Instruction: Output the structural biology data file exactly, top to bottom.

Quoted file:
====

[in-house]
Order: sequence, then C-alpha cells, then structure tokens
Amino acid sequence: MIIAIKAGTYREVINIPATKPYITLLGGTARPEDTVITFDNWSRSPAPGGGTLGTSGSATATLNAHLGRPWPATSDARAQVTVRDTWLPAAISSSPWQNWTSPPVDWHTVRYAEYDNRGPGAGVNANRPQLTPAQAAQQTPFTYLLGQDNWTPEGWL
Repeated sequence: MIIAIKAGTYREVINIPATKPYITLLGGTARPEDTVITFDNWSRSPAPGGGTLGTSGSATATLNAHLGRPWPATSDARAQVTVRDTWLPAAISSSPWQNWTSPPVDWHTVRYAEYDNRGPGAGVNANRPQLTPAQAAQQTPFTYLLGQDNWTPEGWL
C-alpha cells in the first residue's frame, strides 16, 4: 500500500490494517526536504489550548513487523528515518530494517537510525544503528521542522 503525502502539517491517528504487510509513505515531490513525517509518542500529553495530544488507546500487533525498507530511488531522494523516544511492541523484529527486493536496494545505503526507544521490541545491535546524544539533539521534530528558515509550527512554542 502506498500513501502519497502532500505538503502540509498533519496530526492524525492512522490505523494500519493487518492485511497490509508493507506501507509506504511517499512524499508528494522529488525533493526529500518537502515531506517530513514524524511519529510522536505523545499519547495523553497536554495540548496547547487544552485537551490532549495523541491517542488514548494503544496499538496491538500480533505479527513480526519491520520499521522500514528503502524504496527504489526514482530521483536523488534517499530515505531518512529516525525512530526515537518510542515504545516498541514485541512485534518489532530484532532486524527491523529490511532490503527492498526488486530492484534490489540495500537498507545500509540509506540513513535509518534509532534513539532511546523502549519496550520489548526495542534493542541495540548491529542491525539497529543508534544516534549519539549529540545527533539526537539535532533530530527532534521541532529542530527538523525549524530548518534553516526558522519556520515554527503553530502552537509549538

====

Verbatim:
[in-house]
Order: sequence, then C-alpha cells, then structure tokens
Amino acid sequence: MIIAIKAGTYREVINIPATKPYITLLGGTARPEDTVITFDNWSRSPAPGGGTLGTSGSATATLNAHLGRPWPATSDARAQVTVRDTWLPAAISSSPWQNWTSPPVDWHTVRYAEYDNRGPGAGVNANRPQLTPAQAAQQTPFTYLLGQDNWTPEGWL
Repeated sequence: MIIAIKAGTYREVINIPATKPYITLLGGTARPEDTVITFDNWSRSPAPGGGTLGTSGSATATLNAHLGRPWPATSDARAQVTVRDTWLPAAISSSPWQNWTSPPVDWHTVRYAEYDNRGPGAGVNANRPQLTPAQAAQQTPFTYLLGQDNWTPEGWL
C-alpha cells in the first residue's frame, strides 16, 4: 500500500490494517526536504489550548513487523528515518530494517537510525544503528521542522 503525502502539517491517528504487510509513505515531490513525517509518542500529553495530544488507546500487533525498507530511488531522494523516544511492541523484529527486493536496494545505503526507544521490541545491535546524544539533539521534530528558515509550527512554542 502506498500513501502519497502532500505538503502540509498533519496530526492524525492512522490505523494500519493487518492485511497490509508493507506501507509506504511517499512524499508528494522529488525533493526529500518537502515531506517530513514524524511519529510522536505523545499519547495523553497536554495540548496547547487544552485537551490532549495523541491517542488514548494503544496499538496491538500480533505479527513480526519491520520499521522500514528503502524504496527504489526514482530521483536523488534517499530515505531518512529516525525512530526515537518510542515504545516498541514485541512485534518489532530484532532486524527491523529490511532490503527492498526488486530492484534490489540495500537498507545500509540509506540513513535509518534509532534513539532511546523502549519496550520489548526495542534493542541495540548491529542491525539497529543508534544516534549519539549529540545527533539526537539535532533530530527532534521541532529542530527538523525549524530548518534553516526558522519556520515554527503553530502552537509549538